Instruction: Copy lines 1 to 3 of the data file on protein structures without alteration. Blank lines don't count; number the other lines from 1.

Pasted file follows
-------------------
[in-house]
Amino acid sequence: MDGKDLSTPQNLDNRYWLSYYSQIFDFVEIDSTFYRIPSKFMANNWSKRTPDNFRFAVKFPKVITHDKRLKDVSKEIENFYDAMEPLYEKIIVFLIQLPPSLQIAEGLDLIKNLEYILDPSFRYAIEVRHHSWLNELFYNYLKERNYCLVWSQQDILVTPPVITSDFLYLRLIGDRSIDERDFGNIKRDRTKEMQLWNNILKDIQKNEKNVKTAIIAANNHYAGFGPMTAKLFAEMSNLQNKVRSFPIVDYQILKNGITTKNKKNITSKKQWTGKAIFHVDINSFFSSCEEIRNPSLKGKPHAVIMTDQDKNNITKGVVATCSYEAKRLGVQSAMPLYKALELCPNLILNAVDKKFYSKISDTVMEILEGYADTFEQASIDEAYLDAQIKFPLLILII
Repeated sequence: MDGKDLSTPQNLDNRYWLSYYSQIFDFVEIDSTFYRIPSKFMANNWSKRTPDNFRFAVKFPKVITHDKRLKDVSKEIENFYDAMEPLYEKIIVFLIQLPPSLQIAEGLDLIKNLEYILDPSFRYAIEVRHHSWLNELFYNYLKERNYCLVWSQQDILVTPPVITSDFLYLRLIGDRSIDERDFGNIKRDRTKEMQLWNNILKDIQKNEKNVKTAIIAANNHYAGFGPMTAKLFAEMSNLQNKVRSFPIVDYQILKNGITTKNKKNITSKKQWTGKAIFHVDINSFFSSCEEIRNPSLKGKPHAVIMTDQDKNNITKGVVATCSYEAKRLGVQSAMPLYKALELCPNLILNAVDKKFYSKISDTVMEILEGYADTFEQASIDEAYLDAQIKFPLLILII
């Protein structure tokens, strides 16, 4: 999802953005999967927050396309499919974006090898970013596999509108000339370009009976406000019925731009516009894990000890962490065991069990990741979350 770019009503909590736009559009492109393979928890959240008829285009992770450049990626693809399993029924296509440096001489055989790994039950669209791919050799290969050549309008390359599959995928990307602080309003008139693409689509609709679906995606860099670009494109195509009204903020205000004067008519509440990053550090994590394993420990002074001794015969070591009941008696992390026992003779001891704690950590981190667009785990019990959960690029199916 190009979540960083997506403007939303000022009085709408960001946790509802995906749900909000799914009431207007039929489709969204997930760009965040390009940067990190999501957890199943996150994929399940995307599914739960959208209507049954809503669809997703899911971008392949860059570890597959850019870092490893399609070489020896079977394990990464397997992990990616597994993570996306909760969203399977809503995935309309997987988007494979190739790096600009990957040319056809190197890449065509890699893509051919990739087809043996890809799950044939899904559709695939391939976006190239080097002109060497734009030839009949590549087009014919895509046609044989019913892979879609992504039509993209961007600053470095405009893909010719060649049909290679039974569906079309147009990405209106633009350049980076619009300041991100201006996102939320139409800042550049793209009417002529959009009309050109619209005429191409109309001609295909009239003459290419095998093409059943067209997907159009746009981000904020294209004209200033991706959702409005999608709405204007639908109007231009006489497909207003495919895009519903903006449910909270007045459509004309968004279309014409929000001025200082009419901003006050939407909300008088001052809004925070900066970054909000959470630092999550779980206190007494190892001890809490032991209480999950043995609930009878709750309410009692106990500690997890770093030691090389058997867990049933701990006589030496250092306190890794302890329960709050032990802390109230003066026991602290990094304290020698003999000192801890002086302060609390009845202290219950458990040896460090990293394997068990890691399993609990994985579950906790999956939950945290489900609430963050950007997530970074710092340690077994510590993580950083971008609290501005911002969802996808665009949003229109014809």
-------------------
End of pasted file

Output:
[in-house]
Amino acid sequence: MDGKDLSTPQNLDNRYWLSYYSQIFDFVEIDSTFYRIPSKFMANNWSKRTPDNFRFAVKFPKVITHDKRLKDVSKEIENFYDAMEPLYEKIIVFLIQLPPSLQIAEGLDLIKNLEYILDPSFRYAIEVRHHSWLNELFYNYLKERNYCLVWSQQDILVTPPVITSDFLYLRLIGDRSIDERDFGNIKRDRTKEMQLWNNILKDIQKNEKNVKTAIIAANNHYAGFGPMTAKLFAEMSNLQNKVRSFPIVDYQILKNGITTKNKKNITSKKQWTGKAIFHVDINSFFSSCEEIRNPSLKGKPHAVIMTDQDKNNITKGVVATCSYEAKRLGVQSAMPLYKALELCPNLILNAVDKKFYSKISDTVMEILEGYADTFEQASIDEAYLDAQIKFPLLILII
Repeated sequence: MDGKDLSTPQNLDNRYWLSYYSQIFDFVEIDSTFYRIPSKFMANNWSKRTPDNFRFAVKFPKVITHDKRLKDVSKEIENFYDAMEPLYEKIIVFLIQLPPSLQIAEGLDLIKNLEYILDPSFRYAIEVRHHSWLNELFYNYLKERNYCLVWSQQDILVTPPVITSDFLYLRLIGDRSIDERDFGNIKRDRTKEMQLWNNILKDIQKNEKNVKTAIIAANNHYAGFGPMTAKLFAEMSNLQNKVRSFPIVDYQILKNGITTKNKKNITSKKQWTGKAIFHVDINSFFSSCEEIRNPSLKGKPHAVIMTDQDKNNITKGVVATCSYEAKRLGVQSAMPLYKALELCPNLILNAVDKKFYSKISDTVMEILEGYADTFEQASIDEAYLDAQIKFPLLILII